Surf rock is similar to the blues in that there’s often an almost-Pavlovian response that occurs when you hear that classic Dick Dale twangy guitar, or the signature chugging blues strumming pattern; you’re instantly transported to a sunny beach, or immediately anticipating a creaky old voice moaning, “I woke up one morning.” In the case of both musical styles, it’s not easy to deviate from an archetypal, deep-rooted sound. But when something unexpected leaps out of the speakers—music that puts you at ease with its familiarity and throws you for a loop with its risks and inventiveness—the results are explosive.
This has proven to be the case for La Luz, a four-piece, all-female group from Seattle. On the group’s second album, Weirdo Shrine, they’ve crystallized the most poignant elements of surf rock into a carnival of ecstatic leaps and sharp turns. Throughout, the masterful, dreamlike harmonies and front woman Shana Cleveland’s show-stealing guitar work rub shoulders with angst-ridden lyrics and a deep-seated melancholy to create a record that hardly brings to mind a cheery day on the waves.
Even at their most sublime, La Luz usher us into harrowing worlds of lurid, perplexing color and haunting emotion. Take “True Love Knows,” which begins with a warbling reverb-soaked guitar figure and sparse drums before Cleveland spins a tale of desperate solitude. “I never want to hear your voice,” she deadpans in an off-kilter coo before her bandmates’ angelic harmonies waft into place to sing the titular refrain. On “With Davey,” a jaunty bassline and dagger-like jabs of guitar give way to a painful declaration—“Life is short so take it slow”—somehow capturing James Joyce’s bleakness and Jack Johnson’s chill-out ethos in one deft phrase. “Four-part, girl-group harmonies have a tendency to sound sort of ethereal and angelic. But a lot of our music, lyrically and tonally, tends to dwell in shadows,” Cleveland points out. “Then again, it’s also often music that’s meant to dance and party to, so there’s a lot of duality there.”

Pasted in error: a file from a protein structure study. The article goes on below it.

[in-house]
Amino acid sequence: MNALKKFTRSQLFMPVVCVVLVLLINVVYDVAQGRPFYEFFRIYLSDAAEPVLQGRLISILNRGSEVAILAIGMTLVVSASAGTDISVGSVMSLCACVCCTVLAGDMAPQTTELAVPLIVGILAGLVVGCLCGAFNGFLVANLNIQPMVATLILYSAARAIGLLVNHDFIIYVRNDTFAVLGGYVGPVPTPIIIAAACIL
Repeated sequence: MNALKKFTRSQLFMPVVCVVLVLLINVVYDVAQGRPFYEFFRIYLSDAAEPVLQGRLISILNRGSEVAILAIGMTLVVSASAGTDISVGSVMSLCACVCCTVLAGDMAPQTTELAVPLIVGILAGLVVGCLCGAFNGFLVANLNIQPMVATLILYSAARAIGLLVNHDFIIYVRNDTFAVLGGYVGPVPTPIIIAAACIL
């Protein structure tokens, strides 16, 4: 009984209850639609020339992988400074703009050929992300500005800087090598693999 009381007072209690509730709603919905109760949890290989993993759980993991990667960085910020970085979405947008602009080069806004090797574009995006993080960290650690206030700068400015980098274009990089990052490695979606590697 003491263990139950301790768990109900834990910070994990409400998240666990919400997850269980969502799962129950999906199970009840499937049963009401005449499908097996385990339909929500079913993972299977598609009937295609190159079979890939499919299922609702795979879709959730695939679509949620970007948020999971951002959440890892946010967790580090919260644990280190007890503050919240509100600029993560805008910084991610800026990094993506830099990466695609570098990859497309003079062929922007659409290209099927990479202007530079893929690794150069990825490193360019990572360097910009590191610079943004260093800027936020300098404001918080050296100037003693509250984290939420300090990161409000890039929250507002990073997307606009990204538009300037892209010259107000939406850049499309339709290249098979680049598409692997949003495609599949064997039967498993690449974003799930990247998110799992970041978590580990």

That duality extends beyond Cleveland’s harsh lyric—at least somewhat inspired by a near-fatal car crash in 2013—to the push and pull of hypnotic grooves and ferocious explosions that cycle in and out throughout the album. Nowhere is this more apparent than on “Hey Papi,” the hulking mess of a track halfway into the record that burns with spastic fury reminiscent of art-rockers Deerhoof, ricocheting in all directions like Chinese New Year fireworks.
Cleveland already demonstrated her virtuosic guitar chops on this year’s Oh Man, Cover the Ground, released as Shana Cleveland and the Sandcastles. But while that record found her winding and weaving intricate finger-picked figures, here she wrangles menacing, bristling notes and tones out of her six-string; her solo on “You Disappear” is euphoric, a colossal monolith of sound that rips the song asunder. It’s the musical equivalent of the big earthquake that everyone seems to be talking about.
Weirdo Shrine was produced by garage-rock guru Ty Segall, whose obsession with distortion and fuzz gives these songs a gritty edge that constantly rubs up against the elegant harmonies and loose grooves. Segall and Cleveland met at a show they played together years ago in Portland. “He bought one of everything at the merch table,” Cleveland told me with a laugh. When it came time for La Luz to record, Segall offered to man the boards, and the sessions took place, incidentally, in a converted surf shop outside of Los Angeles. He later described the record as a “world… burning with colors [he’d] never seen, like mauve that is living.”
It should probably come as no surprise that Cleveland’s favorite track on the album, “Oranges,” is an instrumental that leaves its meaning in the hands of the listener. “[It] feels really cinematic to me… it just feels wide open to the imagination,” she explains. Yet it’s not just that track, but the whole album, that maintains a sense of being ripe with possibility. On Weirdo Shrine, Cleveland and her bandmates carve pieces—some small, some heaping chunks—out of the surf rock canon to make it their own. They may never be able (or even want) to entirely escape the bucolic nature of surf rock, but by blurring the line between the raw and the refined, sounding tender, brittle, heartfelt, and hopeless all at once, they don’t need to.